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The Case for the Moroccan Sahara

I support Morocco’s claim to the Western Sahara, or the southern provinces as Morocco calls them — I just couldn’t justify why. The Western media tends to treat Morocco as an illegal occupier. They celebrate independence activist Aminatou Haidar, calling her the “Sahrawi Ghandi.” But independence would mean handing over the Sahara to the Polisario and Algerian influence, and that never felt right to me. As Moroccans see it, it would also mean cutting their country in two. So why is it so hard to find views supporting Morocco’s position in the Western media, even among news sources I respect? Are Moroccans just brainwashed by patriotic sentiment, or is it the Western media that have a one-sided view of the matter? I’ve been reluctant to express an opinion on this until now, because I didn’t feel like I knew enough. So I decided to look into things for myself, and see what I could come up with.

Early Period

A thousand years ago, the region was dominated by the Sanhaja, a Berber tribe. They spread south into Senegal and Nigeria, east into Algeria, and north as far as the Rif Mountains. Abdallah ibn Yassin, the spiritual founder of the Almoravid dynasty, was from this tribe. He formed an alliance with Yahia ibn Ibrahim of the Lamtuna, another local tribe, to spread orthodox Islam. Their string of millitary victories led to the founding of Marrakech in 1070, and an empire stretching as far north as Andalusia in Spain. So a religious movement from the Sahara was responsible for one of the major turning points of Moroccan history. Later, over the centuries, the Sanhaja intermarried with Arab tribes that came into the region, resulting in the Sahrawis of today.

Colonial Period

Spain seized control of the region after a division of Africa into “spheres of influence” by European powers at the Berlin Conference of 1884. Hassan I of Morocco attempted to organize resistance to the Spanish incursion, but failed. During Spanish rule, governors were selected from prominent local tribes with the approval of the colonial administration. Each year on the Prophet’s birthday, they paid homage to the caliph of Spanish Morocco “to show loyalty to the Moroccan monarchy.” Morocco itself fell under the control of French and Spanish protectorates in 1912.

Modern Period

When Morocco regained its independence in 1956, Spain kept control of the Sahara provinces. The Polisario Front was formed in 1973 to lead an armed struggle for independence from Spain. In 1975, Spain promised the Polisario a referendum on independence, but Morocco and Mauritania went to the International Court of Justice with claims that the territory was historically theirs. Algeria opposed these claims and threw its support to the Polisario. In October 1975, the court found that the people of the Sahara had a right to self-determination. The court recognized that in pre-colonial times, certain Saharan tribes had ties of allegiance to the Moroccan sultan, but determined that these claims were insufficient to give Morocco a right to the territory.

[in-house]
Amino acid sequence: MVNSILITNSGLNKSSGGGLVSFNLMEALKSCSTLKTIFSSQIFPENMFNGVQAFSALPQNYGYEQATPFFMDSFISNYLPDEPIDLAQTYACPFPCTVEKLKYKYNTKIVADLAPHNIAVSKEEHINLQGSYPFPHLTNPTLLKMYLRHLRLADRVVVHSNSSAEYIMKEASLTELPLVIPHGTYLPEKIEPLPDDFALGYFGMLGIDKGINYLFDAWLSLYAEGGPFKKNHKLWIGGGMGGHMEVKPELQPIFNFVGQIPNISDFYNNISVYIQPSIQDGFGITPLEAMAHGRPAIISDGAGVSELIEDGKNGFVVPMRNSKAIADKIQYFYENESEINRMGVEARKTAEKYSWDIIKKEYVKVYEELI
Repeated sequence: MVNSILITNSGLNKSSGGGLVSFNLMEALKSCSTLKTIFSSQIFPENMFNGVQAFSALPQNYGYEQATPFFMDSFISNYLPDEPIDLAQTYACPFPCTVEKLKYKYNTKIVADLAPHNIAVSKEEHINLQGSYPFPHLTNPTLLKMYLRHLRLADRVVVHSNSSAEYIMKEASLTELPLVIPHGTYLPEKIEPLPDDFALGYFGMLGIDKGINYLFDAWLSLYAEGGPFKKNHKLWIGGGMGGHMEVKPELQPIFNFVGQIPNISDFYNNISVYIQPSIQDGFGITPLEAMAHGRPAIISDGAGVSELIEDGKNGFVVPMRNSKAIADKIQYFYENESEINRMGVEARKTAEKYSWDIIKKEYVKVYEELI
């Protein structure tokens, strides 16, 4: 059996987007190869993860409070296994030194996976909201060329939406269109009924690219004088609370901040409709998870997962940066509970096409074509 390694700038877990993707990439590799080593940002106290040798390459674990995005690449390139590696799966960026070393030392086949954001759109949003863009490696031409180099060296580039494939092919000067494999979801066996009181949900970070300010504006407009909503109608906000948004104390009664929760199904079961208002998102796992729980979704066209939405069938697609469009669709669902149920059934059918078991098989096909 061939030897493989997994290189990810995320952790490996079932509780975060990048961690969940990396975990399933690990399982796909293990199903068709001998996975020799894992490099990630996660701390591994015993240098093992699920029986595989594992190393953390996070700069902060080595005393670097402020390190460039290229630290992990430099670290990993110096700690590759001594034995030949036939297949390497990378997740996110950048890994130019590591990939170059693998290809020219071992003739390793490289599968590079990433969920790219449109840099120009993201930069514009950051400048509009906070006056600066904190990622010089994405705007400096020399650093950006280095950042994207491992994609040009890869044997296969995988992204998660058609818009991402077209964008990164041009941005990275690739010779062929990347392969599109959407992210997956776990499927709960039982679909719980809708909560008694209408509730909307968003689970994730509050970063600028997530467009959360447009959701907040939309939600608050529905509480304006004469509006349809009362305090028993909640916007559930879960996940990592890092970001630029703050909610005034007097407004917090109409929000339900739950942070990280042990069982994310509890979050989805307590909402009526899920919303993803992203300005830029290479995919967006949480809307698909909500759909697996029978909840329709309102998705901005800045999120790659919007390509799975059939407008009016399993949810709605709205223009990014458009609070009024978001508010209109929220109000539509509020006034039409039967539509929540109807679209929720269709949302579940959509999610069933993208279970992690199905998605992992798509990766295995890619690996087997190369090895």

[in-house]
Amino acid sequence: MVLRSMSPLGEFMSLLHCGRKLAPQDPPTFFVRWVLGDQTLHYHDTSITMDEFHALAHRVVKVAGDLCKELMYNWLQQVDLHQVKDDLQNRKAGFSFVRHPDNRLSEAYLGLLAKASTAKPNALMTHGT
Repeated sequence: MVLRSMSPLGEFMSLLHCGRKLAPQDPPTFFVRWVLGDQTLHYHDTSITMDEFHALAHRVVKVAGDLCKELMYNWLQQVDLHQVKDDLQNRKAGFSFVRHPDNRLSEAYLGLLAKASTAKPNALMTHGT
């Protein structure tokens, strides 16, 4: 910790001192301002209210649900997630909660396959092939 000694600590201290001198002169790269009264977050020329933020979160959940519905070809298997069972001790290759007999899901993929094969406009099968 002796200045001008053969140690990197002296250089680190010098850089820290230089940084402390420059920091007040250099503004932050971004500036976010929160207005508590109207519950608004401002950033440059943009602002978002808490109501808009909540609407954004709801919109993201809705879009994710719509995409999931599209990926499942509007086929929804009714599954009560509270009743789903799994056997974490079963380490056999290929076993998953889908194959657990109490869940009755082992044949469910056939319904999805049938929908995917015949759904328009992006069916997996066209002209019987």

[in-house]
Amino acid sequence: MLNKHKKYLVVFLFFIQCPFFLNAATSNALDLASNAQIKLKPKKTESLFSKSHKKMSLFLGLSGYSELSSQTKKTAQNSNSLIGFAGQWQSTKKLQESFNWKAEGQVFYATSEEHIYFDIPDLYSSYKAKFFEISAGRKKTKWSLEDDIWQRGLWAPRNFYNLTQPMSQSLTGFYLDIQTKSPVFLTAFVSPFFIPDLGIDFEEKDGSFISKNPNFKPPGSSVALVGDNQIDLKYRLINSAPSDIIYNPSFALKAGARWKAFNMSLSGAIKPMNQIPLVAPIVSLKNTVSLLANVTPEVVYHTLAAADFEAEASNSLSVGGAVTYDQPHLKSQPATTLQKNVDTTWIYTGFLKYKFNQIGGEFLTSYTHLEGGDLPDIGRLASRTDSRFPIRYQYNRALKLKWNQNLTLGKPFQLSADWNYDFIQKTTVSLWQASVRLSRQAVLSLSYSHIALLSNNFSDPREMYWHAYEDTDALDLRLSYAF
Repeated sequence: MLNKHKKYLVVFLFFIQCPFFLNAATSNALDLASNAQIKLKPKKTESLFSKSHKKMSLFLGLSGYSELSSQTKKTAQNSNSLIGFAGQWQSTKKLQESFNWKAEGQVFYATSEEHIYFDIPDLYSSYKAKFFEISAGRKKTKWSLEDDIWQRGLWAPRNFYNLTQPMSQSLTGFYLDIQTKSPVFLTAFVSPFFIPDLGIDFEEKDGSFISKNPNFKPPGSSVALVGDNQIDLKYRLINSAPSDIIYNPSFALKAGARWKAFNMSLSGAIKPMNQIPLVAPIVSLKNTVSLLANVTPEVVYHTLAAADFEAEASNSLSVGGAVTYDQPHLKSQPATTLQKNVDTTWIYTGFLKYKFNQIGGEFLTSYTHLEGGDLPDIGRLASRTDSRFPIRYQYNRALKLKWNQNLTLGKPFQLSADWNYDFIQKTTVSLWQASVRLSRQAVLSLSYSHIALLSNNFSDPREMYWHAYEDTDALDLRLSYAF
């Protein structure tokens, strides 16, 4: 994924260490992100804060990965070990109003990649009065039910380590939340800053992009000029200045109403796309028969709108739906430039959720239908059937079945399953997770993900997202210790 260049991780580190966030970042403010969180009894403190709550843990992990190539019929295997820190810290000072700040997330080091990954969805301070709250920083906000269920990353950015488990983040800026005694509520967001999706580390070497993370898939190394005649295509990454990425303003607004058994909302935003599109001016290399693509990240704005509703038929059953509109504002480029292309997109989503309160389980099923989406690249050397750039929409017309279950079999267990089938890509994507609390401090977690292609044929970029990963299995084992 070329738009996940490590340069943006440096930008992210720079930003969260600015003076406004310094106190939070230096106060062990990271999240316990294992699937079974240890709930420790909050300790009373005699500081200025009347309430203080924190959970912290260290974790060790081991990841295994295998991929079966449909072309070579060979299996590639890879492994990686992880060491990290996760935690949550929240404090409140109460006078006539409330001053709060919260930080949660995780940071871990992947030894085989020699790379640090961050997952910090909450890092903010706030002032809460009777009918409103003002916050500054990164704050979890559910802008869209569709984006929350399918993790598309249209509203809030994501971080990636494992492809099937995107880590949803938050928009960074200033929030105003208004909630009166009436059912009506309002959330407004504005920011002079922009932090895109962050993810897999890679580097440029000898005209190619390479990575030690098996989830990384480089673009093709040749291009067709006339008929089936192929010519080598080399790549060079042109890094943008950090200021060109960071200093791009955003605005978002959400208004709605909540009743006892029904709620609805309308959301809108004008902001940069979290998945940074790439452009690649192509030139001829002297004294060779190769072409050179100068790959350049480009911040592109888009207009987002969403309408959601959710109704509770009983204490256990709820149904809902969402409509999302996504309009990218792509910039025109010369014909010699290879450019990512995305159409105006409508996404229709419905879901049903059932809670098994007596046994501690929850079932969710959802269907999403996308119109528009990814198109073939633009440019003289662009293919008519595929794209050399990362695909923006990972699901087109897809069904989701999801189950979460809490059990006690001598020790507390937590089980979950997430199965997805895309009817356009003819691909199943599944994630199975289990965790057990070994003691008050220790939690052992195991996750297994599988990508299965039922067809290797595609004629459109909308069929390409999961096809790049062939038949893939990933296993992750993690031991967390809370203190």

In November 1975, as the Spanish dictator Franco lay dying, Hassan II organized the Green March, rallying 350,000 unarmed Moroccans on the southern border with the aim of peacefully occupying the Sahara provinces. Their entry into Spanish-held territory effectively dared the Spanish to open fire on them, but that didn’t happen. Instead, Spain signed an agreement with Morocco and Mauritania to divide the Saharan territory between them. Morocco would get two thirds, and Mauritania the other third. Three months later, the Spanish completed their withdrawal. Algeria continued to support the Polisario, which pressured Mauritania to give up its claims to the remaining third of the territory in 1979. Before the Polisario could move in, Morocco occupied it.

The Polisario continued their guerilla campaign against Morocco until 1991, when a UN-brokered cease-fire took effect. Since then, the battle has shifted to diplomatic channels. The Polisario has continued to demand a referendum on indepedence, in which only those families who lived in the Sahara before 1975 could vote. During the 1990s, Morocco accepted a referendum on principle, but disputed the question of who would be allowed to vote. These disputes were never resolved, so the referendum proved impossible to carry out. Shortly before his death in 1999, Hassan II decided to pursue a new strategy. Morocco would offer autonomy to the Sahara provinces, granting them the right to local self-government while retaining Moroccan sovereignty over the region.

Under Mohammed VI, autonomy has become the official Moroccan position. Morocco has withdrawn its support for a referendum of any sort, insisting that the Sahara is an integral part of Morocco. Sahrawis living on the Moroccan side of the cease-fire line have full rights as Moroccan citizens, and are free to travel anywhere in Morocco. Meanwhile, around 100,000 Sahrawis are living in refugee camps in Tindouf, just inside the Algerian border, which is also the Polisario base. Morocco views the Polisario as a tool of the Algerian generals, who seek to weaken Morocco and set up a client state on the Atlantic Ocean. Algeria denies being a party to the conflict, but it has armed, trained and funded the Polisario for more than thirty years.